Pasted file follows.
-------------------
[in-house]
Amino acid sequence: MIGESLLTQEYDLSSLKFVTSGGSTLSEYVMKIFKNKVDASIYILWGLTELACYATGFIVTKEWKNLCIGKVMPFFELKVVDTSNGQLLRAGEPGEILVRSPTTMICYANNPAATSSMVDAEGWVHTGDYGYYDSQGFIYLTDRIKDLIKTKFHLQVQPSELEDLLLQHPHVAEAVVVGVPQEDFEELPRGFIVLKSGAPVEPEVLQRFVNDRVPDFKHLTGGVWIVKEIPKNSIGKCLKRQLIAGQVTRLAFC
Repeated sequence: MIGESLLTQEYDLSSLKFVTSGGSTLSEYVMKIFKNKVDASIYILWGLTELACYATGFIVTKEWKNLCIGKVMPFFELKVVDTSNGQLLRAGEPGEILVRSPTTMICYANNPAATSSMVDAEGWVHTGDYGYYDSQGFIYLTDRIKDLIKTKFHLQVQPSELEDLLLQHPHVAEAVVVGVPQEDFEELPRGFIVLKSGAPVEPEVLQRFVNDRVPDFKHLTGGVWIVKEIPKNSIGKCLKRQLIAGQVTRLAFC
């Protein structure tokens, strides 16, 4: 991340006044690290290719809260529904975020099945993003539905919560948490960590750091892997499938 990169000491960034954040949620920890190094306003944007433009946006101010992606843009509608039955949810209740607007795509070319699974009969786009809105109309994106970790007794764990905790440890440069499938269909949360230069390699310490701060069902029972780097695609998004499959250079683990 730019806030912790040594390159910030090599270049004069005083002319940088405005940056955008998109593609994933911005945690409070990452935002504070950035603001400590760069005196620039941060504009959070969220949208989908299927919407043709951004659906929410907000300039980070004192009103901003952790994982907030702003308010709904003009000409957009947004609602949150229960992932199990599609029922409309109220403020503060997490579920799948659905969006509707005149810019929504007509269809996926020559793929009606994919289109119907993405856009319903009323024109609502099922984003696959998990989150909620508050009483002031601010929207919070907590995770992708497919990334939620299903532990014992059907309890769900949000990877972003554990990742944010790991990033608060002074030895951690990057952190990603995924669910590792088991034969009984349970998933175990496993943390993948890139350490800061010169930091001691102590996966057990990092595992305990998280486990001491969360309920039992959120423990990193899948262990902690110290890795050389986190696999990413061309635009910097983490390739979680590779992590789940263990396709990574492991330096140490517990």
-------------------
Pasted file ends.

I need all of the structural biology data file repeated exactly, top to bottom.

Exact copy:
[in-house]
Amino acid sequence: MIGESLLTQEYDLSSLKFVTSGGSTLSEYVMKIFKNKVDASIYILWGLTELACYATGFIVTKEWKNLCIGKVMPFFELKVVDTSNGQLLRAGEPGEILVRSPTTMICYANNPAATSSMVDAEGWVHTGDYGYYDSQGFIYLTDRIKDLIKTKFHLQVQPSELEDLLLQHPHVAEAVVVGVPQEDFEELPRGFIVLKSGAPVEPEVLQRFVNDRVPDFKHLTGGVWIVKEIPKNSIGKCLKRQLIAGQVTRLAFC
Repeated sequence: MIGESLLTQEYDLSSLKFVTSGGSTLSEYVMKIFKNKVDASIYILWGLTELACYATGFIVTKEWKNLCIGKVMPFFELKVVDTSNGQLLRAGEPGEILVRSPTTMICYANNPAATSSMVDAEGWVHTGDYGYYDSQGFIYLTDRIKDLIKTKFHLQVQPSELEDLLLQHPHVAEAVVVGVPQEDFEELPRGFIVLKSGAPVEPEVLQRFVNDRVPDFKHLTGGVWIVKEIPKNSIGKCLKRQLIAGQVTRLAFC
């Protein structure tokens, strides 16, 4: 991340006044690290290719809260529904975020099945993003539905919560948490960590750091892997499938 990169000491960034954040949620920890190094306003944007433009946006101010992606843009509608039955949810209740607007795509070319699974009969786009809105109309994106970790007794764990905790440890440069499938269909949360230069390699310490701060069902029972780097695609998004499959250079683990 730019806030912790040594390159910030090599270049004069005083002319940088405005940056955008998109593609994933911005945690409070990452935002504070950035603001400590760069005196620039941060504009959070969220949208989908299927919407043709951004659906929410907000300039980070004192009103901003952790994982907030702003308010709904003009000409957009947004609602949150229960992932199990599609029922409309109220403020503060997490579920799948659905969006509707005149810019929504007509269809996926020559793929009606994919289109119907993405856009319903009323024109609502099922984003696959998990989150909620508050009483002031601010929207919070907590995770992708497919990334939620299903532990014992059907309890769900949000990877972003554990990742944010790991990033608060002074030895951690990057952190990603995924669910590792088991034969009984349970998933175990496993943390993948890139350490800061010169930091001691102590996966057990990092595992305990998280486990001491969360309920039992959120423990990193899948262990902690110290890795050389986190696999990413061309635009910097983490390739979680590779992590789940263990396709990574492991330096140490517990």